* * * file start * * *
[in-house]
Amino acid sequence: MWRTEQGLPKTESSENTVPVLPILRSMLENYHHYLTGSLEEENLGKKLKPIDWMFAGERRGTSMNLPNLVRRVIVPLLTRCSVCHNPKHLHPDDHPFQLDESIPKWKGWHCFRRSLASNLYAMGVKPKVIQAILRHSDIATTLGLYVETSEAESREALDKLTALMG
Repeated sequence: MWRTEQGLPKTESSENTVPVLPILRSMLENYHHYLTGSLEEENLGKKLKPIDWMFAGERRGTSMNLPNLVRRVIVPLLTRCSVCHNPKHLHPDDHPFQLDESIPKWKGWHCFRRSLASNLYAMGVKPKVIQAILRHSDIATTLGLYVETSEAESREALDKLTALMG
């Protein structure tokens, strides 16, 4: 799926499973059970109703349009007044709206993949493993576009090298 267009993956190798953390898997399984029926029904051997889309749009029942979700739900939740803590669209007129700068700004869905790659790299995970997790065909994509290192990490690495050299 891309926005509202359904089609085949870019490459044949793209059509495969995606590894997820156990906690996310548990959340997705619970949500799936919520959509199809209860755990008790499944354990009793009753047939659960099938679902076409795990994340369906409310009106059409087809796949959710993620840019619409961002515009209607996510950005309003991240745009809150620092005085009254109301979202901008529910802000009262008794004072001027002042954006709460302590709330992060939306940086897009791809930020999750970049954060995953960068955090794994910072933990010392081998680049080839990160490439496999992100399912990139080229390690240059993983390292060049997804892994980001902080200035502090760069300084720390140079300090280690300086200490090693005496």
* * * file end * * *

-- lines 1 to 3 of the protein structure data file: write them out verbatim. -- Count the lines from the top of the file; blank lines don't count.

[in-house]
Amino acid sequence: MWRTEQGLPKTESSENTVPVLPILRSMLENYHHYLTGSLEEENLGKKLKPIDWMFAGERRGTSMNLPNLVRRVIVPLLTRCSVCHNPKHLHPDDHPFQLDESIPKWKGWHCFRRSLASNLYAMGVKPKVIQAILRHSDIATTLGLYVETSEAESREALDKLTALMG
Repeated sequence: MWRTEQGLPKTESSENTVPVLPILRSMLENYHHYLTGSLEEENLGKKLKPIDWMFAGERRGTSMNLPNLVRRVIVPLLTRCSVCHNPKHLHPDDHPFQLDESIPKWKGWHCFRRSLASNLYAMGVKPKVIQAILRHSDIATTLGLYVETSEAESREALDKLTALMG